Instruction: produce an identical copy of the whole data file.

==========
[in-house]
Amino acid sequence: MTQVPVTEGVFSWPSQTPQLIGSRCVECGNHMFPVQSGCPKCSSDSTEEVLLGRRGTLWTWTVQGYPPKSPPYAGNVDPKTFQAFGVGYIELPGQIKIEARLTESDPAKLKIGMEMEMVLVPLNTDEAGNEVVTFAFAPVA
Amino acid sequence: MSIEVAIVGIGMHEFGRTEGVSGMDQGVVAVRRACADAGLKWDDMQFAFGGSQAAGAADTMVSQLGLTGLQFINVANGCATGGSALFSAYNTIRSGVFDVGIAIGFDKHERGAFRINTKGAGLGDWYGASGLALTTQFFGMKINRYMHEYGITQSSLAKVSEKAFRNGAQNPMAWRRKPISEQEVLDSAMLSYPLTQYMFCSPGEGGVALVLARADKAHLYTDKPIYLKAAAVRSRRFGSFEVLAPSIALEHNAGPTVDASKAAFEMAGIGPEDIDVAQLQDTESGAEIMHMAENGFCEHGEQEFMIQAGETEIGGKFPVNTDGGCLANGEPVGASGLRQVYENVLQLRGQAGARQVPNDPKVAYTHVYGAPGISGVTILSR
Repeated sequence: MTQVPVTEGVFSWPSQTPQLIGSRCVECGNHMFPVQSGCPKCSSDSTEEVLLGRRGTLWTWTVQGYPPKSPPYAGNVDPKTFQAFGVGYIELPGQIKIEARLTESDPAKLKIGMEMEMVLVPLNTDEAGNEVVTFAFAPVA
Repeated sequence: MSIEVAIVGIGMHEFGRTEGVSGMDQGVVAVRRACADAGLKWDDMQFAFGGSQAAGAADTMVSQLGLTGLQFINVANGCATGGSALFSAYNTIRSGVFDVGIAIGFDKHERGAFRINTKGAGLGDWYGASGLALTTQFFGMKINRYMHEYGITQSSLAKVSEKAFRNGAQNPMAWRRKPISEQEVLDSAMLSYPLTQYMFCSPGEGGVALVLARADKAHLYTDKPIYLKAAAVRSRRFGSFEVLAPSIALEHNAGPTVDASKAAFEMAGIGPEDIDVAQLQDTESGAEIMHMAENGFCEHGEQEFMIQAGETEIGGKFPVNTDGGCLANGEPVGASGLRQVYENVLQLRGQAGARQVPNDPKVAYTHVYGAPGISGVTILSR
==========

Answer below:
[in-house]
Amino acid sequence: MTQVPVTEGVFSWPSQTPQLIGSRCVECGNHMFPVQSGCPKCSSDSTEEVLLGRRGTLWTWTVQGYPPKSPPYAGNVDPKTFQAFGVGYIELPGQIKIEARLTESDPAKLKIGMEMEMVLVPLNTDEAGNEVVTFAFAPVA
Amino acid sequence: MSIEVAIVGIGMHEFGRTEGVSGMDQGVVAVRRACADAGLKWDDMQFAFGGSQAAGAADTMVSQLGLTGLQFINVANGCATGGSALFSAYNTIRSGVFDVGIAIGFDKHERGAFRINTKGAGLGDWYGASGLALTTQFFGMKINRYMHEYGITQSSLAKVSEKAFRNGAQNPMAWRRKPISEQEVLDSAMLSYPLTQYMFCSPGEGGVALVLARADKAHLYTDKPIYLKAAAVRSRRFGSFEVLAPSIALEHNAGPTVDASKAAFEMAGIGPEDIDVAQLQDTESGAEIMHMAENGFCEHGEQEFMIQAGETEIGGKFPVNTDGGCLANGEPVGASGLRQVYENVLQLRGQAGARQVPNDPKVAYTHVYGAPGISGVTILSR
Repeated sequence: MTQVPVTEGVFSWPSQTPQLIGSRCVECGNHMFPVQSGCPKCSSDSTEEVLLGRRGTLWTWTVQGYPPKSPPYAGNVDPKTFQAFGVGYIELPGQIKIEARLTESDPAKLKIGMEMEMVLVPLNTDEAGNEVVTFAFAPVA
Repeated sequence: MSIEVAIVGIGMHEFGRTEGVSGMDQGVVAVRRACADAGLKWDDMQFAFGGSQAAGAADTMVSQLGLTGLQFINVANGCATGGSALFSAYNTIRSGVFDVGIAIGFDKHERGAFRINTKGAGLGDWYGASGLALTTQFFGMKINRYMHEYGITQSSLAKVSEKAFRNGAQNPMAWRRKPISEQEVLDSAMLSYPLTQYMFCSPGEGGVALVLARADKAHLYTDKPIYLKAAAVRSRRFGSFEVLAPSIALEHNAGPTVDASKAAFEMAGIGPEDIDVAQLQDTESGAEIMHMAENGFCEHGEQEFMIQAGETEIGGKFPVNTDGGCLANGEPVGASGLRQVYENVLQLRGQAGARQVPNDPKVAYTHVYGAPGISGVTILSR